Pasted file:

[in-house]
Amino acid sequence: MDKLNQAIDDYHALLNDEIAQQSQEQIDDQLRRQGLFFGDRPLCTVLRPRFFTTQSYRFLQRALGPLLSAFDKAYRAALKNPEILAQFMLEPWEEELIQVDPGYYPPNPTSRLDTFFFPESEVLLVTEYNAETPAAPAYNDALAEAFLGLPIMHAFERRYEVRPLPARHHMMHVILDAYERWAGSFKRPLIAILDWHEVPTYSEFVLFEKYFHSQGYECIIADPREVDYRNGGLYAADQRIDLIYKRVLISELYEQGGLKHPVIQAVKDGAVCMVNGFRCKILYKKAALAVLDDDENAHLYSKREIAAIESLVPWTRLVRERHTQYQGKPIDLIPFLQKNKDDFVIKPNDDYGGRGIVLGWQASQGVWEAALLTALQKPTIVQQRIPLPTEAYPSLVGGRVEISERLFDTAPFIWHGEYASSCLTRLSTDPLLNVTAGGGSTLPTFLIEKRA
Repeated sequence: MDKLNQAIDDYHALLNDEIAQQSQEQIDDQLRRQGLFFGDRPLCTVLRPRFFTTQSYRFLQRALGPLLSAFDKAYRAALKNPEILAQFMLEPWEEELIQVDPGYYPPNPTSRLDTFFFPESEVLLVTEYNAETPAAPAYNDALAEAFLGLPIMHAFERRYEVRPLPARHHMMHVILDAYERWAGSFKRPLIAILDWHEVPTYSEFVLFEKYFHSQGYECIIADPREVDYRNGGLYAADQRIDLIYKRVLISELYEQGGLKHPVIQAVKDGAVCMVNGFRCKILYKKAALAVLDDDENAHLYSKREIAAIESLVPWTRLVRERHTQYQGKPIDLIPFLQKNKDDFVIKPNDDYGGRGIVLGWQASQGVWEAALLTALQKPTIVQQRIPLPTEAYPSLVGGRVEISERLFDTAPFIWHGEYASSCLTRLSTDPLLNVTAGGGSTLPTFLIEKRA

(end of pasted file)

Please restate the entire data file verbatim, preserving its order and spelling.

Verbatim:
[in-house]
Amino acid sequence: MDKLNQAIDDYHALLNDEIAQQSQEQIDDQLRRQGLFFGDRPLCTVLRPRFFTTQSYRFLQRALGPLLSAFDKAYRAALKNPEILAQFMLEPWEEELIQVDPGYYPPNPTSRLDTFFFPESEVLLVTEYNAETPAAPAYNDALAEAFLGLPIMHAFERRYEVRPLPARHHMMHVILDAYERWAGSFKRPLIAILDWHEVPTYSEFVLFEKYFHSQGYECIIADPREVDYRNGGLYAADQRIDLIYKRVLISELYEQGGLKHPVIQAVKDGAVCMVNGFRCKILYKKAALAVLDDDENAHLYSKREIAAIESLVPWTRLVRERHTQYQGKPIDLIPFLQKNKDDFVIKPNDDYGGRGIVLGWQASQGVWEAALLTALQKPTIVQQRIPLPTEAYPSLVGGRVEISERLFDTAPFIWHGEYASSCLTRLSTDPLLNVTAGGGSTLPTFLIEKRA
Repeated sequence: MDKLNQAIDDYHALLNDEIAQQSQEQIDDQLRRQGLFFGDRPLCTVLRPRFFTTQSYRFLQRALGPLLSAFDKAYRAALKNPEILAQFMLEPWEEELIQVDPGYYPPNPTSRLDTFFFPESEVLLVTEYNAETPAAPAYNDALAEAFLGLPIMHAFERRYEVRPLPARHHMMHVILDAYERWAGSFKRPLIAILDWHEVPTYSEFVLFEKYFHSQGYECIIADPREVDYRNGGLYAADQRIDLIYKRVLISELYEQGGLKHPVIQAVKDGAVCMVNGFRCKILYKKAALAVLDDDENAHLYSKREIAAIESLVPWTRLVRERHTQYQGKPIDLIPFLQKNKDDFVIKPNDDYGGRGIVLGWQASQGVWEAALLTALQKPTIVQQRIPLPTEAYPSLVGGRVEISERLFDTAPFIWHGEYASSCLTRLSTDPLLNVTAGGGSTLPTFLIEKRA